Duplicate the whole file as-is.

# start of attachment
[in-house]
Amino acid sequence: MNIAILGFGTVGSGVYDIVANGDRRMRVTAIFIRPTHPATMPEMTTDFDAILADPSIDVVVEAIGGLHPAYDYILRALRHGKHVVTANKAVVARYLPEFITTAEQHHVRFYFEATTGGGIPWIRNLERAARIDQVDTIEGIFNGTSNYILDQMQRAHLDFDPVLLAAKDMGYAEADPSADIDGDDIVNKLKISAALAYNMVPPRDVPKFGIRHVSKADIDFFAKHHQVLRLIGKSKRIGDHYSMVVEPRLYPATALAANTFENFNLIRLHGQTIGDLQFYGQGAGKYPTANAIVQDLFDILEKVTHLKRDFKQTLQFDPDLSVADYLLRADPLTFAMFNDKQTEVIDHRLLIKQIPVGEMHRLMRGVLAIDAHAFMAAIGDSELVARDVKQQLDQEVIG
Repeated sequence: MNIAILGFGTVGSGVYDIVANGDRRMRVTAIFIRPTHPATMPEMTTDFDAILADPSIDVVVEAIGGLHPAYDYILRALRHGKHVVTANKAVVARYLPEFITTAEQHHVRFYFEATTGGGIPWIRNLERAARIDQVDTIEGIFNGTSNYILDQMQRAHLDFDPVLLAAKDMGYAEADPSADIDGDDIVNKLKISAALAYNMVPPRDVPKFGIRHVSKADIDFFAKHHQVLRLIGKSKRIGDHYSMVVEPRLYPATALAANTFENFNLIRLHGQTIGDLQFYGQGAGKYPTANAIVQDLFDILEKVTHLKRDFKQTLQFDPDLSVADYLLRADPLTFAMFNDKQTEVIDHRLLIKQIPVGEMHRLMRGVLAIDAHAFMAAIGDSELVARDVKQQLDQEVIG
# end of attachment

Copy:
[in-house]
Amino acid sequence: MNIAILGFGTVGSGVYDIVANGDRRMRVTAIFIRPTHPATMPEMTTDFDAILADPSIDVVVEAIGGLHPAYDYILRALRHGKHVVTANKAVVARYLPEFITTAEQHHVRFYFEATTGGGIPWIRNLERAARIDQVDTIEGIFNGTSNYILDQMQRAHLDFDPVLLAAKDMGYAEADPSADIDGDDIVNKLKISAALAYNMVPPRDVPKFGIRHVSKADIDFFAKHHQVLRLIGKSKRIGDHYSMVVEPRLYPATALAANTFENFNLIRLHGQTIGDLQFYGQGAGKYPTANAIVQDLFDILEKVTHLKRDFKQTLQFDPDLSVADYLLRADPLTFAMFNDKQTEVIDHRLLIKQIPVGEMHRLMRGVLAIDAHAFMAAIGDSELVARDVKQQLDQEVIG
Repeated sequence: MNIAILGFGTVGSGVYDIVANGDRRMRVTAIFIRPTHPATMPEMTTDFDAILADPSIDVVVEAIGGLHPAYDYILRALRHGKHVVTANKAVVARYLPEFITTAEQHHVRFYFEATTGGGIPWIRNLERAARIDQVDTIEGIFNGTSNYILDQMQRAHLDFDPVLLAAKDMGYAEADPSADIDGDDIVNKLKISAALAYNMVPPRDVPKFGIRHVSKADIDFFAKHHQVLRLIGKSKRIGDHYSMVVEPRLYPATALAANTFENFNLIRLHGQTIGDLQFYGQGAGKYPTANAIVQDLFDILEKVTHLKRDFKQTLQFDPDLSVADYLLRADPLTFAMFNDKQTEVIDHRLLIKQIPVGEMHRLMRGVLAIDAHAFMAAIGDSELVARDVKQQLDQEVIG